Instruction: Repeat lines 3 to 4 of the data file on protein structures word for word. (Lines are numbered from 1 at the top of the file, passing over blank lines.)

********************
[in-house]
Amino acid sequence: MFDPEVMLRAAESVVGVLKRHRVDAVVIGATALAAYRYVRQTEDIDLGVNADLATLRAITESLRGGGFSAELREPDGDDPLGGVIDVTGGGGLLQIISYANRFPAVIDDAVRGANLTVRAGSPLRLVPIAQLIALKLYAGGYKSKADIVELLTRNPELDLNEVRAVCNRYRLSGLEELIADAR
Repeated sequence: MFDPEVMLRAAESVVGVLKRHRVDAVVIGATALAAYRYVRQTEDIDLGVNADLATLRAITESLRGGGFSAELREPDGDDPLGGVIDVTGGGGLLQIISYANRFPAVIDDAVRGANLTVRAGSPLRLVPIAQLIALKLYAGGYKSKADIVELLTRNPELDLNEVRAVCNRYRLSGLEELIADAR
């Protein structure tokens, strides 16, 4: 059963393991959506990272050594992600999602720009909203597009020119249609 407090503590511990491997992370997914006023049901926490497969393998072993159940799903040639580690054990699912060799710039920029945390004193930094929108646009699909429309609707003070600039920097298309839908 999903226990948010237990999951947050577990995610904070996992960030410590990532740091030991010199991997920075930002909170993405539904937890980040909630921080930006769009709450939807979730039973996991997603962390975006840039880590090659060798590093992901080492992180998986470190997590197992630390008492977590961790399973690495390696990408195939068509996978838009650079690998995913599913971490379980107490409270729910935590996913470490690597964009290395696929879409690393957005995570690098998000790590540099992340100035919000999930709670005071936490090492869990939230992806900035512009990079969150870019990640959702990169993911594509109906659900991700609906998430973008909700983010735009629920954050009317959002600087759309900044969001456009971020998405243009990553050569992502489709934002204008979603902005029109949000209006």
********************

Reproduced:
Repeated sequence: MFDPEVMLRAAESVVGVLKRHRVDAVVIGATALAAYRYVRQTEDIDLGVNADLATLRAITESLRGGGFSAELREPDGDDPLGGVIDVTGGGGLLQIISYANRFPAVIDDAVRGANLTVRAGSPLRLVPIAQLIALKLYAGGYKSKADIVELLTRNPELDLNEVRAVCNRYRLSGLEELIADAR
């Protein structure tokens, strides 16, 4: 059963393991959506990272050594992600999602720009909203597009020119249609 407090503590511990491997992370997914006023049901926490497969393998072993159940799903040639580690054990699912060799710039920029945390004193930094929108646009699909429309609707003070600039920097298309839908 999903226990948010237990999951947050577990995610904070996992960030410590990532740091030991010199991997920075930002909170993405539904937890980040909630921080930006769009709450939807979730039973996991997603962390975006840039880590090659060798590093992901080492992180998986470190997590197992630390008492977590961790399973690495390696990408195939068509996978838009650079690998995913599913971490379980107490409270729910935590996913470490690597964009290395696929879409690393957005995570690098998000790590540099992340100035919000999930709670005071936490090492869990939230992806900035512009990079969150870019990640959702990169993911594509109906659900991700609906998430973008909700983010735009629920954050009317959002600087759309900044969001456009971020998405243009990553050569992502489709934002204008979603902005029109949000209006």